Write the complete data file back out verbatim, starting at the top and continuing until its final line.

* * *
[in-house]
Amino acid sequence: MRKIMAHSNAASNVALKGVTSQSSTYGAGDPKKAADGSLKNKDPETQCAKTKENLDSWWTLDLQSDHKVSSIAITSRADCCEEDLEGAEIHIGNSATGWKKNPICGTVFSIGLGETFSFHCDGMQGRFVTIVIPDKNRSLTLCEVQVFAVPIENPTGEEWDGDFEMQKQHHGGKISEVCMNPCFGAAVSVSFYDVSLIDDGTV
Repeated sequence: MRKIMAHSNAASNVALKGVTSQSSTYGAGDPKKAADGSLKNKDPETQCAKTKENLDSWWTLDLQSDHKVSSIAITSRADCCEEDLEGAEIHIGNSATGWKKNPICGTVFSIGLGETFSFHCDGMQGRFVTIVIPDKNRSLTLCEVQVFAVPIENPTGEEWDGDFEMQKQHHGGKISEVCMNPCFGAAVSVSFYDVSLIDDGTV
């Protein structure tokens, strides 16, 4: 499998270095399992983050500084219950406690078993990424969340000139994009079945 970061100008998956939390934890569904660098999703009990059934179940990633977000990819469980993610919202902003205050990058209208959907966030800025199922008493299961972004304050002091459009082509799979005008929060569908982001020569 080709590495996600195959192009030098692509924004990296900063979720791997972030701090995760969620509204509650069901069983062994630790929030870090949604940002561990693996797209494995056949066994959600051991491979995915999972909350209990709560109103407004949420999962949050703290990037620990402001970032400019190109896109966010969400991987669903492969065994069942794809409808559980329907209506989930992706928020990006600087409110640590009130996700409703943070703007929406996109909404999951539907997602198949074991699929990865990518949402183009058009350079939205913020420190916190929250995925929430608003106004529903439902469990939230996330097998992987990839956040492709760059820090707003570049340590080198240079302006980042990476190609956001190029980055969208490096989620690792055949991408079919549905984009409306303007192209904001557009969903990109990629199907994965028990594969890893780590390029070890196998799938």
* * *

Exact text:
[in-house]
Amino acid sequence: MRKIMAHSNAASNVALKGVTSQSSTYGAGDPKKAADGSLKNKDPETQCAKTKENLDSWWTLDLQSDHKVSSIAITSRADCCEEDLEGAEIHIGNSATGWKKNPICGTVFSIGLGETFSFHCDGMQGRFVTIVIPDKNRSLTLCEVQVFAVPIENPTGEEWDGDFEMQKQHHGGKISEVCMNPCFGAAVSVSFYDVSLIDDGTV
Repeated sequence: MRKIMAHSNAASNVALKGVTSQSSTYGAGDPKKAADGSLKNKDPETQCAKTKENLDSWWTLDLQSDHKVSSIAITSRADCCEEDLEGAEIHIGNSATGWKKNPICGTVFSIGLGETFSFHCDGMQGRFVTIVIPDKNRSLTLCEVQVFAVPIENPTGEEWDGDFEMQKQHHGGKISEVCMNPCFGAAVSVSFYDVSLIDDGTV
């Protein structure tokens, strides 16, 4: 499998270095399992983050500084219950406690078993990424969340000139994009079945 970061100008998956939390934890569904660098999703009990059934179940990633977000990819469980993610919202902003205050990058209208959907966030800025199922008493299961972004304050002091459009082509799979005008929060569908982001020569 080709590495996600195959192009030098692509924004990296900063979720791997972030701090995760969620509204509650069901069983062994630790929030870090949604940002561990693996797209494995056949066994959600051991491979995915999972909350209990709560109103407004949420999962949050703290990037620990402001970032400019190109896109966010969400991987669903492969065994069942794809409808559980329907209506989930992706928020990006600087409110640590009130996700409703943070703007929406996109909404999951539907997602198949074991699929990865990518949402183009058009350079939205913020420190916190929250995925929430608003106004529903439902469990939230996330097998992987990839956040492709760059820090707003570049340590080198240079302006980042990476190609956001190029980055969208490096989620690792055949991408079919549905984009409306303007192209904001557009969903990109990629199907994965028990594969890893780590390029070890196998799938």